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A salmonella saga surfaces

A salmonella saga surfaces
Will the recent plethora of salmonella recalls change the game entirely and raise havoc for the beef industry?

I had a cup of coffee recently with a dude who shall remain nameless, but has spent almost all, if not all, of his adult life in the beef business, trying to make products as safe and yet as affordable as they can be.

He expressed concern that the recent plethora of salmonella recalls may change the game entirely and raise havoc with his old industry.

He predicted that the U.S. Department of Agriculture / Food Safety Inspection Service (FSIS) will, at the very least, be forced to declare salmonella species that are pathogenic in humans to be an adulterant in meat and poultry products when found in governmental test samples. 

That is a game changer.

The announcement Dec. 4 that JBS Tolleson Inc. was the third time in two months expanding its recall for ground beef and other non-intact beef contaminated with Salmonella Newport caused me to reflect on the dude’s comments and do a little research.

But before I get to the results of my efforts, I need to point out that the JBS recall now totals over 12 million pounds, or 6,000 tons.  This makes the recall by far the largest beef recall in U.S. history for salmonella.

The foodborne illness outbreak associated with this recall has now sickened 250 people since August.

USDA/FSIS has been monitoring salmonella rates on the carcasses of whole broiler chickens for what seems like ever. But it was just in recent years that FSIS tested chicken parts, comminuted chicken in FSIS-speak, and came up with some very disturbing numbers.

As a result of that testing, performance standards for chicken parts were set. Just the first 12 months of data for 826 chicken and turkey plants were posted.

Chicken parts can test up to 25% positive for salmonella and still be in compliance; turkeys can come in at 13.5%.  The Yuck factor appears pretty high to the average consumer.

In the initial year of testing, 15% of plants were in Category 3; that is they failed to come in at or below the new standards. Even yuckier, the Jenny O plant with the turkey recall in November is in the Category 3 list.

Does anyone besides me think that consumer groups and some vocal politicians, based on these revelations, are going to call for action; and that the action requested will be to declare some pathogenic strains of salmonella to be adulterants?

FSIS more recently began testing for salmonella in red meats.

The latest results are in; 2.79% positive in ground beef and 1.56% in trim.

I went to the FSIS recall page and I think I understand the guy’s concern about recent developments.

There have been 13 recalls in just two months since Oct. 4, for meat and/or poultry products containing Salmonella. Some were RTE products and some were raw products. 

There was only one recall between Jan. 1 and Oct. 4 and that was SMI Holding for 484,000 lb. of beef on March 16.

Some of the larger recalls since Oct. 4 include the three JBS announcements along with the Jennie-O recall of 92,000 lb. of ground turkey contaminated with salmonella reading on Nov. 15, just in time for a Thanksgiving scare.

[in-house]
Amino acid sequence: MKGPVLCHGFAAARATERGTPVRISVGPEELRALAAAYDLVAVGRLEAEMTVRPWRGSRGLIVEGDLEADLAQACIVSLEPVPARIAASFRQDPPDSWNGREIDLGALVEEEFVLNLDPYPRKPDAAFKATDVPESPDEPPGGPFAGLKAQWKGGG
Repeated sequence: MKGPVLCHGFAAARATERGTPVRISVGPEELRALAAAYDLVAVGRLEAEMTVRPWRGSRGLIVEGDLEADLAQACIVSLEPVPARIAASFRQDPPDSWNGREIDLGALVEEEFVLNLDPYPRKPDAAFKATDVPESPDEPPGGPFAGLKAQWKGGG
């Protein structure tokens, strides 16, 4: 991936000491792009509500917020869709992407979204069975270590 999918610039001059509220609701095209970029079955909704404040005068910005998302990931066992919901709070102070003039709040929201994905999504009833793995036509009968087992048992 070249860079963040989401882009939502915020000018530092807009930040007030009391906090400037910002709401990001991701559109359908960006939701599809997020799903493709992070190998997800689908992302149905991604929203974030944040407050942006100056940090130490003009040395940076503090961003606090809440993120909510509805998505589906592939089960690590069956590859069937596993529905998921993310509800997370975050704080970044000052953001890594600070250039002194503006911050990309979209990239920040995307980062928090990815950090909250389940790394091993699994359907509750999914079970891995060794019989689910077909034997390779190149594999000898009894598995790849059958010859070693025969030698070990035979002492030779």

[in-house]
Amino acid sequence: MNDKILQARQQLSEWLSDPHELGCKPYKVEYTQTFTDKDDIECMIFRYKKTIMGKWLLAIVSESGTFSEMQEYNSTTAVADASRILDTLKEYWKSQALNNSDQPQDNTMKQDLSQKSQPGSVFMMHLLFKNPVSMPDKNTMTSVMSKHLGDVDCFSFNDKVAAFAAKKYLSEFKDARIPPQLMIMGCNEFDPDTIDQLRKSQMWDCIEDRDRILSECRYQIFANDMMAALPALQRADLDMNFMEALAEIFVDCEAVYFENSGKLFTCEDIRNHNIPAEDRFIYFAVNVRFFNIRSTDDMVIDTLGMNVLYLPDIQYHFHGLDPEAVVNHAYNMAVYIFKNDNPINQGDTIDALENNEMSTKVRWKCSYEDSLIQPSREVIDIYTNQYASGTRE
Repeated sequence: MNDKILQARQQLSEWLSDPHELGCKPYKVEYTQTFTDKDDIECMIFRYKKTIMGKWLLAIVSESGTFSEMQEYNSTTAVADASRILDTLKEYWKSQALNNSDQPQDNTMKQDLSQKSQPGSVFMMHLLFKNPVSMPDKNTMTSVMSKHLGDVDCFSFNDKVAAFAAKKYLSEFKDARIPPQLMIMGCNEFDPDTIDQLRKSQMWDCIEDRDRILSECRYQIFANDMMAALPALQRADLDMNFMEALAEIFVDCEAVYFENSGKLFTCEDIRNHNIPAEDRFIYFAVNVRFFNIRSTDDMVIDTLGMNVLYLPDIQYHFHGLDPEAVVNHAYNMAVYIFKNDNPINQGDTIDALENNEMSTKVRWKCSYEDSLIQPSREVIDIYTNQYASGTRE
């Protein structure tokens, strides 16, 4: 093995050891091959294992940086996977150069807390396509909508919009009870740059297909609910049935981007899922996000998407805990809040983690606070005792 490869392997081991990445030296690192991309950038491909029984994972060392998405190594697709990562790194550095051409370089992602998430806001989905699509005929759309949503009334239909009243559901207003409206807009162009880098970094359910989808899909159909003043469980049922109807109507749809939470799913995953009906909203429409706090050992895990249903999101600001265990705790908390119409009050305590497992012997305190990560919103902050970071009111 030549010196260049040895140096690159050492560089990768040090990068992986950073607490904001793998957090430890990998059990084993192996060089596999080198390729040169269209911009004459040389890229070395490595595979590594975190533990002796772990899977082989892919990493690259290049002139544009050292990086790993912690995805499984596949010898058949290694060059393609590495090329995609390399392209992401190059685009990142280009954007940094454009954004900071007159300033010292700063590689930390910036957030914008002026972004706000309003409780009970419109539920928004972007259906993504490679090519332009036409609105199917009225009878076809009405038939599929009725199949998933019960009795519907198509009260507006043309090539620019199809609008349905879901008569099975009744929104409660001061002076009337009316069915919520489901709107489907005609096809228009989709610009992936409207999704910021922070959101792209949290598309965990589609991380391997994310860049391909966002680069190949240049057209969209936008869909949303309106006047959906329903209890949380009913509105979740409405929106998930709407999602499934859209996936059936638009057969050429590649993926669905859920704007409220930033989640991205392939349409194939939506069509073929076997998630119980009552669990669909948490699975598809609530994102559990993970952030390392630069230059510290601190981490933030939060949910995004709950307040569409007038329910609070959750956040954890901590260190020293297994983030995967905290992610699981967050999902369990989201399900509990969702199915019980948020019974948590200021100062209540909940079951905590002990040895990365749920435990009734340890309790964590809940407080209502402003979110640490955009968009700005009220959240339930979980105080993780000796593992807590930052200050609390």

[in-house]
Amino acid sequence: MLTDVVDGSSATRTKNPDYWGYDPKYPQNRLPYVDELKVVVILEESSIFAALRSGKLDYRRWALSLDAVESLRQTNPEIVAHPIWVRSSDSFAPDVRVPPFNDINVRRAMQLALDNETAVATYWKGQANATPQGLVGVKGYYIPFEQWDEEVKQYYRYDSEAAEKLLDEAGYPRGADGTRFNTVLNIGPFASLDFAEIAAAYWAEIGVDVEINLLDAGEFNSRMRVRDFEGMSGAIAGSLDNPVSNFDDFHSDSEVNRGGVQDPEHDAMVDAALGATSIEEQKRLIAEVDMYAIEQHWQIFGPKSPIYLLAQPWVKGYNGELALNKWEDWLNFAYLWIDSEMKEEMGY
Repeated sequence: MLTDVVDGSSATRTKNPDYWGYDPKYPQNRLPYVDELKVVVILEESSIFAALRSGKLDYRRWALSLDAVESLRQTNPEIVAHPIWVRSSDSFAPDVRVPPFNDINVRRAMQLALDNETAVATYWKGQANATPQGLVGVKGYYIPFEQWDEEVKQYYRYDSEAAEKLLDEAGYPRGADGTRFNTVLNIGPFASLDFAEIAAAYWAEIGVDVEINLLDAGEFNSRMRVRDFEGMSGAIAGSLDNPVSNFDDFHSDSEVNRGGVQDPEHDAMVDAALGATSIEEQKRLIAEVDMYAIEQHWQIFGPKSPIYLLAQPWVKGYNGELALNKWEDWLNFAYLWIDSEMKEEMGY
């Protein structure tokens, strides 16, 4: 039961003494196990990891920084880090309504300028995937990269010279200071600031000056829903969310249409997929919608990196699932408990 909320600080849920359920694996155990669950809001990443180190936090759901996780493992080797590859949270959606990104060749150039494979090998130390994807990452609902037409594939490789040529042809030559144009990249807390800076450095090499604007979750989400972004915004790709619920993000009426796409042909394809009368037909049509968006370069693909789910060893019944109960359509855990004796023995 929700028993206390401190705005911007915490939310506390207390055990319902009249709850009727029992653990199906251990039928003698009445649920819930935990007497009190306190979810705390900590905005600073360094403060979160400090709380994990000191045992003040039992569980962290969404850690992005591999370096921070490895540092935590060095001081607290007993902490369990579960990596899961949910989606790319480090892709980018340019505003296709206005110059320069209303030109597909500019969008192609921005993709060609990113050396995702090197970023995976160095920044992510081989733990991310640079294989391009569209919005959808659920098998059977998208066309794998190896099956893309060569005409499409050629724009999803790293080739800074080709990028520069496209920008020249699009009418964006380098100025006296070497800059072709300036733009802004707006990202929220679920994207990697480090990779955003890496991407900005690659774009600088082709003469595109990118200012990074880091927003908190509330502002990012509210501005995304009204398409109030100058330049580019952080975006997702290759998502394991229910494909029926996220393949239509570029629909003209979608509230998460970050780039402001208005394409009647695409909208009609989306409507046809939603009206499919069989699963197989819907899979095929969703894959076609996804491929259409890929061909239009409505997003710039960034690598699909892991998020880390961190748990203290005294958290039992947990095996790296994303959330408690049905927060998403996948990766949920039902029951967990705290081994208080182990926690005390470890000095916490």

Some others were Ruiz’s recall on Oct. 19 for salmonella and listeria contaminated taquitos, 2.5 million lb. and Buddy’s Kitchen also on Oct. 19 for 212,000 lb. of product containing meat and chicken.

Bakkavor Foods also had a sizeable recall of 800,000 lb. Oct. 21.

So what has suddenly changed?

Why is FSIS suddenly treating virulent strains of salmonella as adulterants when it has a long history of assuming the position that salmonella was not an adulterant based on the decision on Dec. 1, 2001, by the Fifth Circuit Court of Appeals that FSIS could not shut down Supreme Beef even though its salmonella contamination rate was 47%?

Of course there was the precedent setting recall involving Foster Farms raw chicken in 2015 when Salmonella Heidelberg was identified as the pathogen involved in a large scale outbreak and linked to Foster Farms products.

But other precedents are few and far between; the last two months have been a major sea change in philosophy it appears.

I do not have the inside knowledge to know what is happening, but if I were in the meat or poultry industry I would be very nervous.

Of course there are those who respond by saying there is no problem here, after all “what difference does it make, the producers have insurance against the cost of recalls.”

This year there has been well over 17 million pounds of meat and poultry products recalled for salmonella contamination, almost all of that just in the last two months. That is a lot of wasted meat and dollars. Insurance companies did not count on this development and rates will increase by dramatic numbers for next year.

I know; I live in an area of Colorado recently hit by several hailstorms. My home owner’s insurance increased nearly 20% even though my house was not hit. The industry will pay a price for October and November, good and bad actors will see increased rates, and they will pass it on to us, their consumers.

Like the industry’s collective response to Jack in the Box, there had better be an equally successful change in how business is done to control salmonella.

Or else.

TAGS: Daily News
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